unset JUPYTER_NOTEBOOK_PASSWORD
fi

# Copy files into volume if specified and change notebook directory.

JUPYTER_NOTEBOOK_DIR=${JUPYTER_NOTEBOOK_DIR:-/home/$NB_USER/work}

if [ x"${PERSISTENT_VOLUME_ROOTDIR}" != x"" ]; then
    PERSISTENT_VOLUME_WORKSPACE=${PERSISTENT_VOLUME_WORKSPACE:-work}

    WORKDIR=${PERSISTENT_VOLUME_ROOTDIR}/${PERSISTENT_VOLUME_WORKSPACE}

    if [ ! -d ${WORKDIR} ]; then
        mkdir -p ${WORKDIR}
        cp -rp ${JUPYTER_NOTEBOOK_DIR}/. ${WORKDIR}
    fi

    JUPYTER_NOTEBOOK_DIR=${PERSISTENT_VOLUME_ROOTDIR}
fi

NOTEBOOK_ARGS="$NOTEBOOK_ARGS --notebook-dir=${JUPYTER_NOTEBOOK_DIR}"

cd ${JUPYTER_NOTEBOOK_DIR}

# Start the Jupyter notebook instance.

exec /usr/local/bin/start-notebook.sh $NOTEBOOK_ARGS

This includes what had been added initially to allow a password to be provided via an environment variable, as well as the changes made in the last post to copy any output from the S2I build process into the persistent volume. Finally the Jupyter Notebook instance is run.

The change we are going to make this time is to activate the environment just before starting up the Jupyter Notebook instance.

if [ x"${PERSISTENT_VOLUME_ROOTDIR}" != x"" ]; then
    PERSISTENT_VOLUME_VIRTUALENV=${PERSISTENT_VOLUME_VIRTUALENV:-venv}

    VENVDIR=${PERSISTENT_VOLUME_ROOTDIR}/${PERSISTENT_VOLUME_VIRTUALENV}

    if [ -f "${VENVDIR}/bin/jupyter" ]; then
        source activate ${VENVDIR}
    fi
fi

What this will do is determine if it was indicated that a persistent volume was being used and if an environment was found which contained the Jupyter Notebook application, activate it. Now when the Jupyter Notebook instance is started, it will use the persistent environment.

With this change made, a user can now work on their notebook and even if the container is restarted, the additional Python packages they installed will still be there after the restart.

When the user has finished developing their notebook, they can download their files through the Jupyter Notebook interface or using the oc rsync command, add a requirements.txt file listing the additional packages and push it all up to a Git repository. The S2I builder image for the Jupyter Notebook can now be run to create an image which replicates everything they have done. The Git repository or the image created by the S2I build process, could be shared with others interested in their work, or could be deployed in a class room environment for students.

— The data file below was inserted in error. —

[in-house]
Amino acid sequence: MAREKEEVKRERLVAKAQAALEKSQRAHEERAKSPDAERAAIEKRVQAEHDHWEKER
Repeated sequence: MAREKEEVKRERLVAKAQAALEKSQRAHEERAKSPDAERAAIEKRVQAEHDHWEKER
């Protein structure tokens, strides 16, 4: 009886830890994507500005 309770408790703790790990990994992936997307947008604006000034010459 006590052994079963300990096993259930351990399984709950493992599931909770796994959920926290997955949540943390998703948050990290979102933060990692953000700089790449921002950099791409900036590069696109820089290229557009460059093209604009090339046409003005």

Using the Builder Image

The files for this version of the Jupyter Project minimal notebook can be found on the s2i-anyuid-pvc-venv branch of the Git repository found at:

To build the image using OpenShift you can use the command:

oc new-build https://github.com/getwarped/s2i-minimal-notebook#s2i-anyuid-pvc-venv \
    --name s2i-minimal-notebook

To deploy the image to create an empty environment in which to start working on a notebook, along with an attached persistent volume, you can run:

oc new-app s2i-minimal-notebook \
    --env JUPYTER_NOTEBOOK_PASSWORD=grumpy \
    --env PERSISTENT_VOLUME_ROOTDIR=/home/jovyan/volume \
    --name notebook

oc set volume dc/notebook --add --mount-path /home/jovyan/volume --claim-size=1G

oc expose svc/notebook

Once the Jupyter Notebook application is running, from within an interactive terminal created from the Jupyter Notebook interface, to create the environment run:

conda create --prefix venv --clone root --copy

source activate /home/jovyan/volume/venv

conda remove conda-env

kill -TERM 1

The kill -TERM 1 command will cause the Jupyter Notebook instance to be shutdown and the container will be restarted. After the restart, the Jupyter Notebook instance will be using the new environment and additional Python packages can be installed.

Removing the ‘anyuid’ Requirement

Even with these modifications, the issue still exists that the way the original Jupyter Project minimal-notebook image was set up, meant that it was necessary to enable the service account the application is being run with, to run images as any user ID, by having an administrator run the command:

oc adm policy add-scc-to-user anyuid -z default -n myproject

Having got this far with improving on the original base image so that it is better integrated with OpenShift, lets return to that original problem and see if there is anything that can be done to remedy it, such that there is no need to use the anyuid role. This will be the topic of the next post.

Categories
OpenShift Ecosystem, OpenShift Origin, Python
Tags
, ,